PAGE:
Following that, the ‘return to work’ interview is often construed as a 'checking up on me' interview, and coupled with policies which may invoke disciplinary proceedings, if you have had more than a certain number of periods of sickness, this does nothing to quell the distress. 

Again a greater understanding of mental ill health and how to support individuals is paramount in helping the individual eliminate anxiety caused by being absent. Some organisations use Wellness Recovery Action Plans, which can be of great help to both individual and business when someone has a recurring illness (this isn’t confined to purely mental ill health).

The confidence to support

I first attended Mental Health First Aid training in 2010 and was fascinated by the concept. Why do we have First Aid trainers in organisations to support people who may have had an accident and are in distress or need attention but for anyone who may be experiencing mental distress, their needs aren’t addressed?

Fast forward six years and I am now a MHFA Trainer which allows me to use my training skills and my experience of depression to inform and educate people around Mental Health. What’s the point I hear you ask, surely any compassionate member of a team would go to help a colleague if they were distressed? Well of course, in an ideal world that would happen. However, is everyone in your workforce equipped to deal with someone who may be having a psychotic episode?

Mental Health First Aid equips individuals with skills to feel confident in supporting someone who is experiencing distress

If you spot cigarette burns on the arms of your line manager, would you feel comfortable having that conversation? Your team leader is stressed and tired because their teenage son is behaving erratically and is saying he is being watched by M15 and he is hearing voices. Could you deal with that? Mental Health First Aid equips individuals with knowledge and skills to feel confident in supporting someone who is experiencing distress and can offer techniques to support that person until professional help is accessed.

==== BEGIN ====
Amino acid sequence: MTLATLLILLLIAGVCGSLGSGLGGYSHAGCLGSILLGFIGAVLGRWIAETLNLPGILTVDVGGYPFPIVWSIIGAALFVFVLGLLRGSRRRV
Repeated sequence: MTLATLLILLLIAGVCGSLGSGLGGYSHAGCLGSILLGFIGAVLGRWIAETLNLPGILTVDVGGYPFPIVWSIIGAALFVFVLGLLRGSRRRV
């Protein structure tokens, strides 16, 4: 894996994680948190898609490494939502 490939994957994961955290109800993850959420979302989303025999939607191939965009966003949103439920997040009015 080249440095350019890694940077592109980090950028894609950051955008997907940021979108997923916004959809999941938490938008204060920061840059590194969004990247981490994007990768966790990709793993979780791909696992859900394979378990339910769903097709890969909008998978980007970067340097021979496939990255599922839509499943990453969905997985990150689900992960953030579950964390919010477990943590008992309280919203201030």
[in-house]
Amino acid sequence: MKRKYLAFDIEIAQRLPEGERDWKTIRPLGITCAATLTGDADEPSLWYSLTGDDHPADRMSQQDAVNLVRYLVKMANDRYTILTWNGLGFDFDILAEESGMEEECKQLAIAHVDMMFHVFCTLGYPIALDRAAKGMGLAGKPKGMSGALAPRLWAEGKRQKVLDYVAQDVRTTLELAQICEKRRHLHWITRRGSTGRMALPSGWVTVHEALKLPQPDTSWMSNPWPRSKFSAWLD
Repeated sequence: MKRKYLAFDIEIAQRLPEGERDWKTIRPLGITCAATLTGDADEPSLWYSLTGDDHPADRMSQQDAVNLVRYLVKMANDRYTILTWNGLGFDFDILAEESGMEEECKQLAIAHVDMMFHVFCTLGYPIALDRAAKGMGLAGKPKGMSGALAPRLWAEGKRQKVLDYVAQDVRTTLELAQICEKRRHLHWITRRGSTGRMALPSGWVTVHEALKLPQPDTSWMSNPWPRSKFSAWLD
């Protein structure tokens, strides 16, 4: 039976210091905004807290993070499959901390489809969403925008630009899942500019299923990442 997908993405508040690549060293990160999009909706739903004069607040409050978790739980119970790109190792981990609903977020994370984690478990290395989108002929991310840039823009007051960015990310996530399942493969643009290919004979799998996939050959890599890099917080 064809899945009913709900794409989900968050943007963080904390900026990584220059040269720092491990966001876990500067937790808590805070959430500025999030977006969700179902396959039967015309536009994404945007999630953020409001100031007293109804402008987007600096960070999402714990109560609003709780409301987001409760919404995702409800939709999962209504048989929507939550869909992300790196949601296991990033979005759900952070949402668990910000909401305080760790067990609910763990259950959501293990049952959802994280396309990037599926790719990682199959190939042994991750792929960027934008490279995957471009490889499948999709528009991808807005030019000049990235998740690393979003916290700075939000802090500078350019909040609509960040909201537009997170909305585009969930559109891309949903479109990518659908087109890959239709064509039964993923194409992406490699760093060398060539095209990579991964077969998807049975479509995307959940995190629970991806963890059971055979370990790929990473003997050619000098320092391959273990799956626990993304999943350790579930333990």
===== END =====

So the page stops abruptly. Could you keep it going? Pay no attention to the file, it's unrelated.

This isn’t about being a counsellor, and this is made blatantly clear on the course, the same way that undertaking a First Aid at Work course does not make you an A&E doctor. It is about being there in those first moments of distress when, to the person experiencing anguish their world is crashing down around them.

These skills are not just confined to the workplace either as  I know I can call on them at any time. However, this is also about educating people about the impact mental ill health can have on not just the individual themselves, but also their loved ones, colleagues, friends etc. It’s about understanding that we’re not just 'swinging the lead' we’re not 'mardy arses' we can’t just "pull ourselves together” whilst hoisting our chins up. If only it were that simple! 

So a call to arms. Please help break the stigma. Consider equipping your teams, co-workers, colleagues and line managers with the knowledge, confidence and skills to support those in distress. You wouldn’t believe the difference you could make to someone. Surely that’s worth it?

8 Responses

  1. Please watch this film and
    Please watch this film and share it as widely as possible. Mental Health is a serious issue for businesses and people alike and it needs to be tackled. As one of our interviewees says if one in 6 employees had an accident at work in any one year there would be an outcry but because its mental health little is being done…

  2. I’m working on an article
    I’m working on an article about accommodation generally – the stigma is huge… As someone who suffers from a chronic health condition, depression is always a risk and I’d love to see greater understanding in the workplace. A mental health first aided is a great idea!

  3. Tricky one this………I